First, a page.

Those who reject the claims of Joseph Smith often dismiss him as merely a shallow fraud who lurched from one crisis or opportunity for exploitation to another, improvising as he went. His unbelieving 1945 biographer, Fawn Brodie, set the tone with her depiction of him as (in Hugh Nibley’s summary of her position), a “chuckle-headed, pipe-dreaming, glory-mongering” charlatan.
“Brodie's Joseph picks up ideas like a thieving magpie,” says Nibley, “throws them together haphazardly, and sells them from the pulpit.” But Nibley is surely right to observe that “Brodie’s Joseph is decidedly not the man who produced the Book of Mormon; for the former is wildly imaginative, undisciplined, lazy, and short-sighted, while the Book of Mormon is the work (even if you take it as fiction) of an exceedingly sober, self-controlled, incredibly industrious, and well-organized brain.” (If you disagree, consider — among other things — Grant Hardy’s 2010 Oxford volume “Understanding the Book of Mormon.”)
The notion of Joseph Smith as a lazy, scheming, yarn-spinning ne’er-do-well without a single serious idea in his head simply can’t withstand scrutiny. He was anything but that.
But I won’t rely on the testimonies of those who accept his prophetic claims in order to make my point. Instead, I’ll point to three non-Mormon writers — from among a number of others who might have been chosen — who definitely reject those claims but who nevertheless cannot simply write him off as ordinary or run-of-the mill:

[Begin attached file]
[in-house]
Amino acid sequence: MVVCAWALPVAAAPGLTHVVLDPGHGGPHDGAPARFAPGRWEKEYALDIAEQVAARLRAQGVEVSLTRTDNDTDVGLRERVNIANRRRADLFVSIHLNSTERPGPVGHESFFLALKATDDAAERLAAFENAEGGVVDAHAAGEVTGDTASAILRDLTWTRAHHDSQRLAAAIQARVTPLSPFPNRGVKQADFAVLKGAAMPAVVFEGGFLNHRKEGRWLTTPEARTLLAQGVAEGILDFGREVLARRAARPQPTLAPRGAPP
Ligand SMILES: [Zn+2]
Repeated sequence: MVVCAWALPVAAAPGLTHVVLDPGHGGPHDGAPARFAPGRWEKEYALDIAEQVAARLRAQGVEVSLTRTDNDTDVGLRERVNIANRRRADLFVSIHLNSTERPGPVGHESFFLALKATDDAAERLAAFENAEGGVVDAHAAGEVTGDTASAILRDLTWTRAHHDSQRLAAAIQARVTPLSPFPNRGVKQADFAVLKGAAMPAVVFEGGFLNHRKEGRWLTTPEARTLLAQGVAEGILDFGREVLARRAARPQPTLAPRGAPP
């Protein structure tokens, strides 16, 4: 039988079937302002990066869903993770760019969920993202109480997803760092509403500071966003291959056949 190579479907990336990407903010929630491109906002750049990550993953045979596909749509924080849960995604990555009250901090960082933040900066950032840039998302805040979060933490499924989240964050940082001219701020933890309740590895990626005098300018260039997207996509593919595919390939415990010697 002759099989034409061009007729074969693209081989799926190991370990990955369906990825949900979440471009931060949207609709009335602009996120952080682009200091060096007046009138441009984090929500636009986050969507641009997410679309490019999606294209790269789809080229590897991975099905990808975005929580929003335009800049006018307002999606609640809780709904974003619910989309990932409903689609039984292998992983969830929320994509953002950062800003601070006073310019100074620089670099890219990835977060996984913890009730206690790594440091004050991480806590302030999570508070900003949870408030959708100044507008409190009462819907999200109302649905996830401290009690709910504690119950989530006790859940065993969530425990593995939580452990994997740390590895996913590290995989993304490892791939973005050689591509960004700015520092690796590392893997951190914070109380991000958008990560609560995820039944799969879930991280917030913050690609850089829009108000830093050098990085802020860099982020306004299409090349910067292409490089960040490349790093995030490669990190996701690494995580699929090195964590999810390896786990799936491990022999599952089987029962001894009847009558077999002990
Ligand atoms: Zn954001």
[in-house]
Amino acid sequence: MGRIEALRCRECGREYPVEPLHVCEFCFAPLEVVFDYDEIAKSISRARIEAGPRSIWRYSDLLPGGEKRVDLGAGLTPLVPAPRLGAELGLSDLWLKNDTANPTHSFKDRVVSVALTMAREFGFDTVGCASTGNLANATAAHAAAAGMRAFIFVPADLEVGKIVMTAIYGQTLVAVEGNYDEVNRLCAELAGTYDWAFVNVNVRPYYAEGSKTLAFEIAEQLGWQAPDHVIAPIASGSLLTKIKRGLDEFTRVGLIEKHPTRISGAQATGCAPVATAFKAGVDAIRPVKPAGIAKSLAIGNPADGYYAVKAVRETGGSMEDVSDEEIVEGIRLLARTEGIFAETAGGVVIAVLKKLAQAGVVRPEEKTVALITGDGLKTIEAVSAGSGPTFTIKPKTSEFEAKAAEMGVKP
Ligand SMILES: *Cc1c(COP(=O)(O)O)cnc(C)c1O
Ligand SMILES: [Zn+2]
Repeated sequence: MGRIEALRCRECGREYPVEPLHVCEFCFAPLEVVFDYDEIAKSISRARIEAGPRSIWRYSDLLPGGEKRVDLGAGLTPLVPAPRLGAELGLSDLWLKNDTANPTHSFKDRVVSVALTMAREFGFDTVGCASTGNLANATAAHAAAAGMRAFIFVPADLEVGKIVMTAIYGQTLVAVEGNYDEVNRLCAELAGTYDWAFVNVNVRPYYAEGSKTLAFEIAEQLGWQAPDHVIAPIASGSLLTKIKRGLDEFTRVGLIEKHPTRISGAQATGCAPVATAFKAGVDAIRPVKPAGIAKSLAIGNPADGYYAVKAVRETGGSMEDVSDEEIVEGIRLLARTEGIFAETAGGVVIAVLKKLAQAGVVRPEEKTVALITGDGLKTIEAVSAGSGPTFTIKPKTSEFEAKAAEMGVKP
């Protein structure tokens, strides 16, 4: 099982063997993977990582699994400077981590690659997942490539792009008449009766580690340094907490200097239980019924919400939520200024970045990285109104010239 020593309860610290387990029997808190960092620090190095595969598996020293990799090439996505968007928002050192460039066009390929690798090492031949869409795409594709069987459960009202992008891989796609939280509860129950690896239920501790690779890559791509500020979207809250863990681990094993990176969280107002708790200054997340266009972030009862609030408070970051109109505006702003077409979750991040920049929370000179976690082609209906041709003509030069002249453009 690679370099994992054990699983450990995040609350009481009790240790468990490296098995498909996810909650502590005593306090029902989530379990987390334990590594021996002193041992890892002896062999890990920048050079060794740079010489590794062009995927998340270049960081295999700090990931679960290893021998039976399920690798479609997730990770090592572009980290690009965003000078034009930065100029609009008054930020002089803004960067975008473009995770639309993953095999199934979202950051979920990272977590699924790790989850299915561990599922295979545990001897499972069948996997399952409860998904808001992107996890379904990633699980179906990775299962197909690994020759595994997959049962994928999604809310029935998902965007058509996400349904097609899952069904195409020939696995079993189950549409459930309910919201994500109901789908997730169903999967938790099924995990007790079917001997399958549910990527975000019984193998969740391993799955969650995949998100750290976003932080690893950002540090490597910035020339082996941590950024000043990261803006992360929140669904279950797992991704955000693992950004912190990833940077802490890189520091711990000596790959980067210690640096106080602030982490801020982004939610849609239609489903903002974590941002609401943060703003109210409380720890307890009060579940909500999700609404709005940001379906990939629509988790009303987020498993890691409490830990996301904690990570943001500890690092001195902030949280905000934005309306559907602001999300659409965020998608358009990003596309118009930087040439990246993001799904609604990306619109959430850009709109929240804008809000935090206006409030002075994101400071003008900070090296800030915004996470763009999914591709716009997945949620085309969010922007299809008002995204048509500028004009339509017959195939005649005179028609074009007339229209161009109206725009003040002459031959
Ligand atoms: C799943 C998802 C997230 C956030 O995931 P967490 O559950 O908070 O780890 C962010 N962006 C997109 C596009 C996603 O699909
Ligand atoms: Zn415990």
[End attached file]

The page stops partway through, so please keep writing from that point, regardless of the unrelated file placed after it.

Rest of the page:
For example, a German-language article titled (my translation) “Joseph Smith and the Bible: New Light on the Achievement of the Mormon Prophet” appeared in the academic journal “Theologische Literaturzeitung” in 1984. In it, the Finnish biblical scholar Heikki Raisanen appealed to European students of “Religionswissenschaft” to give Mormonism and its scriptures more serious attention. While freely acknowledging that he didn’t accept Joseph Smith as a prophet and that he rejected Joseph Smith’s solutions, Raisanen marveled at Joseph’s penetrating awareness of seeming problems in the biblical text, long before mainstream scholarship began to pay attention to them.
Likewise, the famous Yale literary critic Harold Bloom, a Jewish agnostic, has been effusive in his admiration for Joseph Smith:
“Other Americans have been religion makers,” Bloom has written, “but none of them has the imaginative vitality of Joseph Smith’s revelation, a judgment one makes on the authority of a lifetime spent in apprehending the visions of great poets and original speculators. So self-created was he that he transcends Emerson and Whitman in my imaginative response, and takes his place with the great figures of our fiction.”
More recently, Jane Barnes, a principal writer for the 2007 PBS documentary “The Mormons,” has published a book titled “Falling in Love with Joseph Smith: My Search for the Real Prophet” in which, although she declines to affiliate herself with Mormonism and the church, she recounts the powerful impact that her encounter with the prophet has had on her. And that impact extends well beyond Barnes.
In his 1996 book on “The Rise of Christianity,” the noted sociologist Rodney Stark repeatedly uses The Church of Jesus Christ of Latter-day Saints as a model for understanding the growth of the early Christian movement. The LDS Church, he’s written elsewhere, represents “that incredibly rare event: the rise of a new world religion”; the Latter-day Saints “stand on the threshold of becoming the first major faith to appear on earth since the Prophet Mohammed rode out of the desert.”
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